Google, on the other hand, has collaborative features going for it. Microsoft offers collaboration via Microsoft Office Live – which requires students use Microsoft Office if they want to edit online documents. According to the Microsoft guy, Office Live documents are versioned every 12 hours or when you tell them to, rather than every time you make an edit like in Google Docs. The sharing features are just clunky in Office Live, especially compared to Google Docs’ simple interface. Google just wins in the matter of collaboration, hands down. Teachers should never have to tell students to go out and by Word to effectively collaborate.
Google talked a lot about outsourcing IT, while Microsoft talked about integrating IT into existing structures. I got the impression that the Microsoft way might mean more job security for IT employees, which is probably not accidental: IT’s perceptions of a product play heavily into these decisions, and if they say no a project is out. Google said IT people would be freed to work on more innovative technology uses, which sounds good in theory.
One thing that definitely left an impression on me (and this is where my biases come into play) is that the Google guy talked a lot about open standards and working across platforms – he always said Mac, PC and Linux. Most people just pretend no one uses Linux. Microsoft, on the other hand, treated non-Microsoft users as second class and almost non-existent. At one point, someone asked what the Microsoft solution would be like for Linux users, and the Microsoft presenter said (not quoting because I don’t have an exact quote) well, Linux users are mostly desktop client email users anyways, and they can still access the lite version of the web mail, which will probably be fine for them. He then went on to generalize about Mac users and how they need a very simple user experience, because they aren’t very technical. I found this funny since most of the more techie people I know use macs, but I digress. Another person asked if the Microsoft Office Live collaboration features would work with the Mac version of Office, and the presenter didn’t know.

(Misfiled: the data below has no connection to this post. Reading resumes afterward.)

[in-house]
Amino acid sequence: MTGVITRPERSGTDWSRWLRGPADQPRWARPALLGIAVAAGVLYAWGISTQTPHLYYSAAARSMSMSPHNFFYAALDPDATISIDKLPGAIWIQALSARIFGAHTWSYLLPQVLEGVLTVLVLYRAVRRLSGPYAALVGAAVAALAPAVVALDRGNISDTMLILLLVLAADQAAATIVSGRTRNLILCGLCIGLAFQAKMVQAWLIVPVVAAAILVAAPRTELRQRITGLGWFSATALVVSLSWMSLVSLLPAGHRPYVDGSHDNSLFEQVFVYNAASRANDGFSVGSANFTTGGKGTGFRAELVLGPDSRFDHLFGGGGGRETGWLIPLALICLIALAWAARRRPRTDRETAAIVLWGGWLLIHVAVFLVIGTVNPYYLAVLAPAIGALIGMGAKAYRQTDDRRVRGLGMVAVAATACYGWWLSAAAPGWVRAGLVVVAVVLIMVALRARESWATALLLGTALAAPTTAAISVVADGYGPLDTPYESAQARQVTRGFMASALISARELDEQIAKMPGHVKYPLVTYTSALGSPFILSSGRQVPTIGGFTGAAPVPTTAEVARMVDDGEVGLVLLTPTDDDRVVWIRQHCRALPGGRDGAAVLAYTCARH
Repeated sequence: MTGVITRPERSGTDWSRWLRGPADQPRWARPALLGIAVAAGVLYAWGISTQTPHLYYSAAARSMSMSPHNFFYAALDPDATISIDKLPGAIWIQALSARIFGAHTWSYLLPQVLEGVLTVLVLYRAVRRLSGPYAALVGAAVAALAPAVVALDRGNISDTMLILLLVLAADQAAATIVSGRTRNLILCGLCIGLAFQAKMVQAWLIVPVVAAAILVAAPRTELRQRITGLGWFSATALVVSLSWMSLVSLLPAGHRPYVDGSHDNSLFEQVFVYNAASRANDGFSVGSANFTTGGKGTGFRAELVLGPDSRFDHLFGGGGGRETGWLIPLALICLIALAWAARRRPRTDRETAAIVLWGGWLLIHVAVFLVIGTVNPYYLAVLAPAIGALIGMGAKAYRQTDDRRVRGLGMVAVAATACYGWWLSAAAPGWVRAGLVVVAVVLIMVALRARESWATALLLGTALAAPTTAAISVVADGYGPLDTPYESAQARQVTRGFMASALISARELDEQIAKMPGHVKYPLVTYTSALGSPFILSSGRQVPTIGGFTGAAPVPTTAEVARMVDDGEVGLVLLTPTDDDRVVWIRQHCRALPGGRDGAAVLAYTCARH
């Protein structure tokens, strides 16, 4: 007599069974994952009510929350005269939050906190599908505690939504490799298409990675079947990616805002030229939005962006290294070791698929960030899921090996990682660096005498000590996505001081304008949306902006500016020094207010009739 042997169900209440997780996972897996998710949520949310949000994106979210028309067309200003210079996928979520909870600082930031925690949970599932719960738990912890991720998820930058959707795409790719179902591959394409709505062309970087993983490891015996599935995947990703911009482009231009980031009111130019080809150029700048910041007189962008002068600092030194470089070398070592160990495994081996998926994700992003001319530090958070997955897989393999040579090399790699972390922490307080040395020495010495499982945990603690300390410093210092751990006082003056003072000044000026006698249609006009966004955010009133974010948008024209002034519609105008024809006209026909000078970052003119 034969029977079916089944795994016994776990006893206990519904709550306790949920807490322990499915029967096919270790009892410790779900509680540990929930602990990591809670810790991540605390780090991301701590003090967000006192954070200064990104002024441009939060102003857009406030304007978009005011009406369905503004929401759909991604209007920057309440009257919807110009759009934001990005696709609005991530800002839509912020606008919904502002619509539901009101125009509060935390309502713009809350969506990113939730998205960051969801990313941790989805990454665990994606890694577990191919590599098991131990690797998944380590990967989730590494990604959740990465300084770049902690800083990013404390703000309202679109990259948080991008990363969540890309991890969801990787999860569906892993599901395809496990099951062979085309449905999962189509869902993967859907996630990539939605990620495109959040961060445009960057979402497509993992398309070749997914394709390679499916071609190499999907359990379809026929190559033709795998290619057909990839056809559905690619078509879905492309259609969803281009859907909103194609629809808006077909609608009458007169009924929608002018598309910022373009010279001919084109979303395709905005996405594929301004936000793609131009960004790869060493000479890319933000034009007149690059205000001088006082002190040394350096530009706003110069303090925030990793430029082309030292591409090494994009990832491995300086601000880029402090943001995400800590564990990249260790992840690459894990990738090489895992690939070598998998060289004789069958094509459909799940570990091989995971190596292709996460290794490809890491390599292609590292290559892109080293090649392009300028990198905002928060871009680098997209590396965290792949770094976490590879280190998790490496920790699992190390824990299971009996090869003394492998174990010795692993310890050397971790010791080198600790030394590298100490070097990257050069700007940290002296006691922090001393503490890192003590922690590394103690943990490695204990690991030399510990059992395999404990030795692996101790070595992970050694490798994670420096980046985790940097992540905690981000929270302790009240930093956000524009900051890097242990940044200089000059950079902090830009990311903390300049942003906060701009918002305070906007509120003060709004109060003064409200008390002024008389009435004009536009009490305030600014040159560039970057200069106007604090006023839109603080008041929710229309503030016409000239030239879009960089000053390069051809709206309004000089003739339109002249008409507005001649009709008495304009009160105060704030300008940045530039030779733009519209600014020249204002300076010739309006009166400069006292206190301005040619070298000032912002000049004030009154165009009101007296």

OK, now that have that out of my system…
One thing I did like about Microsoft’s presentation is that the presenter said that some schools have chosen to use both Google and Microsoft systems. Google didn’t mention this.
A few other small differences
- Lets you brand with the university icon.
- Provides a start page (iGoogle, pretty much).
- Is working with open source course management systems like Sakai and Moodle
- Will let pretty much anyone associated with the university get a branded email, including parents of students, etc., though only current students and staff will get ad free interfaces.
- Also talked about a service called “Skydrive” – basically an online thumbdrive. 1 gig for now, more later.
- Seemed to think everyone uses MSN messenger. (?)
- Did live demo of products, which Google didn’t do.
- IT has more control- can go in and trace emails, see if one was sent, etc. Not sure if they can do this with Google- but would they want to?
- Microsoft’s calendar will support iCal format.
What I want
I’m still not 100% sure on the idea of student email outsourcing, but from a pricing standpoint, it makes so much sense that it is probably inevitable. I do love the Google suite of products, and I really like that they play a little nicer with different OS’s, so I hope they either choose Google or leave the choice up to the students. I have a hunch most students will choose Google, but maybe not- in any case, it should be the student’s choice. In my ideal world, the student would be able to get a free for life POP/IMAP address that could be used with any email program and was not tied to an outside service, but I suppose I’m just dreaming on that front, huh?